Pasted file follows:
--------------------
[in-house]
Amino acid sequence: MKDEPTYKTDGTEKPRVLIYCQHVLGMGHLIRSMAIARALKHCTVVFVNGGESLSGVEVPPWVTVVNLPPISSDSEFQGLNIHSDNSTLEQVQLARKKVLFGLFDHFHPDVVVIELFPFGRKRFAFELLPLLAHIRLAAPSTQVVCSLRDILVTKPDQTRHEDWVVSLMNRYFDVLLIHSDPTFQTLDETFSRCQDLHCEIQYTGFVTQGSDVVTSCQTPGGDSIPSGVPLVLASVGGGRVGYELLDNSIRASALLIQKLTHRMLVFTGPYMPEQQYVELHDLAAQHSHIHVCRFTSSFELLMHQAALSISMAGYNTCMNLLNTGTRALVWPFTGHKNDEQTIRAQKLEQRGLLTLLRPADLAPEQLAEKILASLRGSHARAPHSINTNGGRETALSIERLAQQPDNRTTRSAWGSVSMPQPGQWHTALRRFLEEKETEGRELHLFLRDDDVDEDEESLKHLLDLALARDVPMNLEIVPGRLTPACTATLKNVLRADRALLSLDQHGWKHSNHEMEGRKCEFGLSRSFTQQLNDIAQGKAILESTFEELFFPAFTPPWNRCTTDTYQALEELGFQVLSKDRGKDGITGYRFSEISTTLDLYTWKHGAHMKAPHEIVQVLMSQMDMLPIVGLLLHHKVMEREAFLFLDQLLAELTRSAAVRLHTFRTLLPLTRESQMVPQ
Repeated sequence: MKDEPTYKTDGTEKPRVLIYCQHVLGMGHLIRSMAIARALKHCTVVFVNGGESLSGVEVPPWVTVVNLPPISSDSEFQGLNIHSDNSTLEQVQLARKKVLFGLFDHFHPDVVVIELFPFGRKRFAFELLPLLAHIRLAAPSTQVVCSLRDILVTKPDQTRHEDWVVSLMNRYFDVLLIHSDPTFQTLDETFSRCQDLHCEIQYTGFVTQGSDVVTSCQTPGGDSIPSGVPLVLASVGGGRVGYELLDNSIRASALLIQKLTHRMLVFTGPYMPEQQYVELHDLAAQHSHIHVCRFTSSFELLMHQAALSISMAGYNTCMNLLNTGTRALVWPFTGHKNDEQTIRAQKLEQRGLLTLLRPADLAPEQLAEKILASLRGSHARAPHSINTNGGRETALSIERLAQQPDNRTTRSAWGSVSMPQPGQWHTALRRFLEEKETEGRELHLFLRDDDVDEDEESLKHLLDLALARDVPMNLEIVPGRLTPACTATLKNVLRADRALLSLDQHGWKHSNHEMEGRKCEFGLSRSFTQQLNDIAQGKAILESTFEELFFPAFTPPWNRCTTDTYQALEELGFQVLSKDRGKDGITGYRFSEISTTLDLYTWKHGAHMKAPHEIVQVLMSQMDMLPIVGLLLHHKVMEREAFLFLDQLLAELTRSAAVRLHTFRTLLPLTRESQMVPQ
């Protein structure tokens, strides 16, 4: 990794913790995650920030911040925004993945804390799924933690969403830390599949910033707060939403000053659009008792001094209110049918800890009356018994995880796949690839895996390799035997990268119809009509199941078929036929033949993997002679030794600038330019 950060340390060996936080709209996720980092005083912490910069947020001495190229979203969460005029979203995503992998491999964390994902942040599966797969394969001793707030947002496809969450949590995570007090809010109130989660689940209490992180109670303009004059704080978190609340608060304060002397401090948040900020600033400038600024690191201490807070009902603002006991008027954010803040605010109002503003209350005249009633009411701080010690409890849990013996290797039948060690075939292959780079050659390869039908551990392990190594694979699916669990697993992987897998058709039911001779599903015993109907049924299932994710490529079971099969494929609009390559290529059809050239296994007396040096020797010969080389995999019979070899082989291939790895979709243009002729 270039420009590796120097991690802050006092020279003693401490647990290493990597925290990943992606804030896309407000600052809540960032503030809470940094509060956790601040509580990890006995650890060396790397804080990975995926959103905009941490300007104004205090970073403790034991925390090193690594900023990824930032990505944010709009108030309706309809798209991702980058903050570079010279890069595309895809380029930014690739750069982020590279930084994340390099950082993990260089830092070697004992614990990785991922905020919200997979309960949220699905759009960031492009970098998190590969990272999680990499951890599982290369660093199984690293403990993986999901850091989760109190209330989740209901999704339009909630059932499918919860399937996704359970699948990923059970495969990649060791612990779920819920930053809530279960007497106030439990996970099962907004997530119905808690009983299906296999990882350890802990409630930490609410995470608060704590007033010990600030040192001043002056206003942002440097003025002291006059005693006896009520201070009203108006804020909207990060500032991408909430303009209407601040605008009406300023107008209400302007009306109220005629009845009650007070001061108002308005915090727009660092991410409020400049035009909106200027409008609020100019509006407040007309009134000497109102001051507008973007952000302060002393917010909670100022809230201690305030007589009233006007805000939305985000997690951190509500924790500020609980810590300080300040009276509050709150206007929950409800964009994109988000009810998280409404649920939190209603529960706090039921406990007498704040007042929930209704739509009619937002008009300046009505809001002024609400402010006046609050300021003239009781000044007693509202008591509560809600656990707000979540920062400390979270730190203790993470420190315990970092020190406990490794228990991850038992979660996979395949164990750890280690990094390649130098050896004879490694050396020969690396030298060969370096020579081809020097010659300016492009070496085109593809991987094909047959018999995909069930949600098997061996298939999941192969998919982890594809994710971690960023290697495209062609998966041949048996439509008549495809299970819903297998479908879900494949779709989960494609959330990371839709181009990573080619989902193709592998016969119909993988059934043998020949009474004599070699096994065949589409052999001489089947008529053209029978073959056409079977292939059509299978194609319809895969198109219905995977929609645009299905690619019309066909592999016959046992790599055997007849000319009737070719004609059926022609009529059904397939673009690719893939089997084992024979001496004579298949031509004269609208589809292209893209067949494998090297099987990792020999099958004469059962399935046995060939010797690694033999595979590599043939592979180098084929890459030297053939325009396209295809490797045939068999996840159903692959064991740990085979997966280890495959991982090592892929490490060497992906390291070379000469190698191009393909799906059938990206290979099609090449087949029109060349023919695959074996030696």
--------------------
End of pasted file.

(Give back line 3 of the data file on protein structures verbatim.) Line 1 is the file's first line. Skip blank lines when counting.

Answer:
Repeated sequence: MKDEPTYKTDGTEKPRVLIYCQHVLGMGHLIRSMAIARALKHCTVVFVNGGESLSGVEVPPWVTVVNLPPISSDSEFQGLNIHSDNSTLEQVQLARKKVLFGLFDHFHPDVVVIELFPFGRKRFAFELLPLLAHIRLAAPSTQVVCSLRDILVTKPDQTRHEDWVVSLMNRYFDVLLIHSDPTFQTLDETFSRCQDLHCEIQYTGFVTQGSDVVTSCQTPGGDSIPSGVPLVLASVGGGRVGYELLDNSIRASALLIQKLTHRMLVFTGPYMPEQQYVELHDLAAQHSHIHVCRFTSSFELLMHQAALSISMAGYNTCMNLLNTGTRALVWPFTGHKNDEQTIRAQKLEQRGLLTLLRPADLAPEQLAEKILASLRGSHARAPHSINTNGGRETALSIERLAQQPDNRTTRSAWGSVSMPQPGQWHTALRRFLEEKETEGRELHLFLRDDDVDEDEESLKHLLDLALARDVPMNLEIVPGRLTPACTATLKNVLRADRALLSLDQHGWKHSNHEMEGRKCEFGLSRSFTQQLNDIAQGKAILESTFEELFFPAFTPPWNRCTTDTYQALEELGFQVLSKDRGKDGITGYRFSEISTTLDLYTWKHGAHMKAPHEIVQVLMSQMDMLPIVGLLLHHKVMEREAFLFLDQLLAELTRSAAVRLHTFRTLLPLTRESQMVPQ